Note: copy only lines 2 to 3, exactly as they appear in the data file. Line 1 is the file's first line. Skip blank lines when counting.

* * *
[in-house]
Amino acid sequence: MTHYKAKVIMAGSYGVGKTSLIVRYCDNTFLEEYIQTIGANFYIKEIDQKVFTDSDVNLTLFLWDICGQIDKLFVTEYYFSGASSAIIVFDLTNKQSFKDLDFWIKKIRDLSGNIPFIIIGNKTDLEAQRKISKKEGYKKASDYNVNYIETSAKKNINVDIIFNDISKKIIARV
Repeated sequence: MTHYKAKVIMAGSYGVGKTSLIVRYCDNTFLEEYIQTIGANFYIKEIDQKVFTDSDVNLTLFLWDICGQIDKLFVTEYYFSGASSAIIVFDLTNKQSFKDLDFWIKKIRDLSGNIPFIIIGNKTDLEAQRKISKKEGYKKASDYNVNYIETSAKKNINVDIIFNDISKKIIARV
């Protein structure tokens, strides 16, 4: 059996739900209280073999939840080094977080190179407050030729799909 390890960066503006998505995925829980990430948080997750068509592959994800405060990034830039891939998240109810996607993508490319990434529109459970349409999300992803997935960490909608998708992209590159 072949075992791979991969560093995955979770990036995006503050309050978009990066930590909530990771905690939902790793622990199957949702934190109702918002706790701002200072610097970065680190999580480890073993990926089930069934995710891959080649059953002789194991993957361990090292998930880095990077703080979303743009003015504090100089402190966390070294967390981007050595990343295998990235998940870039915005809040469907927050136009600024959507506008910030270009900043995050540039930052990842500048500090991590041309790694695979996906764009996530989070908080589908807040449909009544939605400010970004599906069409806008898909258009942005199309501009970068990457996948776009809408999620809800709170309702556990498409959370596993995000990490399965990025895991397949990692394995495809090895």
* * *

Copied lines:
Amino acid sequence: MTHYKAKVIMAGSYGVGKTSLIVRYCDNTFLEEYIQTIGANFYIKEIDQKVFTDSDVNLTLFLWDICGQIDKLFVTEYYFSGASSAIIVFDLTNKQSFKDLDFWIKKIRDLSGNIPFIIIGNKTDLEAQRKISKKEGYKKASDYNVNYIETSAKKNINVDIIFNDISKKIIARV
Repeated sequence: MTHYKAKVIMAGSYGVGKTSLIVRYCDNTFLEEYIQTIGANFYIKEIDQKVFTDSDVNLTLFLWDICGQIDKLFVTEYYFSGASSAIIVFDLTNKQSFKDLDFWIKKIRDLSGNIPFIIIGNKTDLEAQRKISKKEGYKKASDYNVNYIETSAKKNINVDIIFNDISKKIIARV